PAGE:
25th April 2014

Jedi Faith – May the Force be with you!

Recent reports have suggested that a group of four inmates at Her Majesty’s Prison Isis in South London are threatening to sue the prison service.  The inmates allege that the prison service has discriminated against them by failing to allow them to practice their Jedi religion freely.  The prison service acknowledged that Jedi was a religion recognised on the UK census but indicated that it was recognised by the National Offender Management Service (“NOMS”).  NOMS does recognise Rastafarianism as a religion.  According to the 2012 census, Jedi is cited as the seventh most popular religion in the UK.

The Equality Act 2010 makes discrimination base on religion or belief unlawful.  There is no definitive list of religions or belief systems which are recognised by the law.  Given that beliefs are often extremely personal to the individual holding them, it makes this a very difficult to area in which to legislate.  Previous case law has formulated a set of criteria for determining whether a belief is recognised to the extent of being legally protected:-

  1. The belief must be genuinely held;
  2. It must be a belief and not an opinion or viewpoint based on the present state of information available;
  3. It must be a belief as to a weighty and substantial aspect of human life and behaviour;
  4. It must attain a certain level of cogency, seriousness, cohesion and importance; and
  5. It must be worthy of respect in a democratic society, be not incompatible with human dignity and not conflict with the fundamental rights of others.

The Employment Appeal Tribunal has previously stated that “belief in the supreme nature of the Jedi Knights” would fail at least four of these five limitations on what amounts to a belief.  On that basis, the force may not appear to be strong for the Jedis.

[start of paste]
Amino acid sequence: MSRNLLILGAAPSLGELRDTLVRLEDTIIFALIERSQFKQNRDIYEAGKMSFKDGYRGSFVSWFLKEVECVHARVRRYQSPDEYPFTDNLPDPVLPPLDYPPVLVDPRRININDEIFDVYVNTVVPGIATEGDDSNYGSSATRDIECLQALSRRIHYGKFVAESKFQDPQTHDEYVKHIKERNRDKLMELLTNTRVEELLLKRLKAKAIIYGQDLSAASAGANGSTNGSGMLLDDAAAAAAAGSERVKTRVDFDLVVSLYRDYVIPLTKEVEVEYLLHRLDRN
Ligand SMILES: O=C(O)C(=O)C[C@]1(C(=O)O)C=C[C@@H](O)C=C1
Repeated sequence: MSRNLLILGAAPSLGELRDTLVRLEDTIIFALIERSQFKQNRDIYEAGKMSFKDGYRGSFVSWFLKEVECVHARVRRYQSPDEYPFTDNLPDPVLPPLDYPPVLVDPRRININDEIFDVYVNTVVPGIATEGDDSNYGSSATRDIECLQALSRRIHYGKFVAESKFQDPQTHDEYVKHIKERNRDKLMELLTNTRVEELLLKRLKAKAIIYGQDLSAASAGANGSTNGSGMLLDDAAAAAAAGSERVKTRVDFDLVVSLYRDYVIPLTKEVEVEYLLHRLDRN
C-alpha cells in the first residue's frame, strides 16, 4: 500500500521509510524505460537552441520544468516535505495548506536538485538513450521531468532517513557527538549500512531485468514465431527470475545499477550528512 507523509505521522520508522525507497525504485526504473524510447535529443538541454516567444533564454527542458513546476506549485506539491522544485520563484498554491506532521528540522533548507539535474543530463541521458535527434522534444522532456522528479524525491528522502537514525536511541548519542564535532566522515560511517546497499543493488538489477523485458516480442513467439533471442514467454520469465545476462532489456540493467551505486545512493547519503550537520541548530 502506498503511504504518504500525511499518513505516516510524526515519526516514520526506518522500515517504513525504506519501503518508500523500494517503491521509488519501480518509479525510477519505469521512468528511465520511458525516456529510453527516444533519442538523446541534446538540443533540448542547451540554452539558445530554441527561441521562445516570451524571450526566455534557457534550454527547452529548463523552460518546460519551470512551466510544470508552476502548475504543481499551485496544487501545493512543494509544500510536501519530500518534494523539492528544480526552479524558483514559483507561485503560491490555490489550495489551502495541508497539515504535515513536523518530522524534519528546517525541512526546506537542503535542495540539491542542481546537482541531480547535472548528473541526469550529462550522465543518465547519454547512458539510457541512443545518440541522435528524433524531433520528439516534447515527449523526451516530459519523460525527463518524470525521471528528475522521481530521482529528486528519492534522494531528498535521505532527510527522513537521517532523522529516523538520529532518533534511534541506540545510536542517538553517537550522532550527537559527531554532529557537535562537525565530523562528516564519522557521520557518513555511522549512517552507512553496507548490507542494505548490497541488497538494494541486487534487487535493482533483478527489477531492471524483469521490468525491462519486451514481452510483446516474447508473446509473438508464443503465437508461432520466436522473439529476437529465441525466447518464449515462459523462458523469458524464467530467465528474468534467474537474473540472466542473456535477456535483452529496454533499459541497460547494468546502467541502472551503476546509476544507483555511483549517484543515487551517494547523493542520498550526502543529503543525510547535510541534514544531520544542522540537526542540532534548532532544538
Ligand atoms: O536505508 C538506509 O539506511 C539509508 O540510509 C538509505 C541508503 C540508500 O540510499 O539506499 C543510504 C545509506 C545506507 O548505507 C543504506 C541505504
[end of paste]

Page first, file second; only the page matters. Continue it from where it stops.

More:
Jack Boyle
Senior Solicitor – Employment Law

The opinions expressed in this site are of the author(s) only and do not necessarily represent the opinions of Blackadders LLP.

Blackadders takes all reasonable steps to ensure that the content of this site is accurate and up to date. The site is not, however, intended as a substitute for seeking legal or other professional advice but rather as an informative guide to the services provided by Blackadders and topical legal developments. Site visitors should always seek advice tailored to their specific situation. Consequently, Blackadders accepts no responsibility for any loss or damage suffered by anyone acting or failing to act on the basis of information contained on this site. Downloading of material contained on this site is at the user’s own risk and all necessary virus checks must first be carried out by the user. Blackadders is not responsible for the material found on any web sites linked to this one and links to this site may only be made with Blackadders prior consent.

Copyright

Blackadders owns the copyright in this blog and all material contained on it. The material on this site may be downloaded for personal use only and must not be altered. Otherwise, Blackadders’ written consent is required before any material on this site is reproduced, copied or transmitted in any way.

Privacy Statement

Information passed to us via this site is kept confidential and will not be disclosed to third parties except if authorised by you or required by law.

© Blackadders LLP 2022

Members of the Law Society of Scotland.

Blackadders Solicitors is a trading name of Blackadders LLP, a limited liability partnership, registered in Scotland No SO301600 whose registered office is 30 & 34 Reform Street, Dundee, DD1 1RJ. Reference to a ‘partner’ is to a member of Blackadders LLP.

Back to Business Legal News from Blackadders Solicitors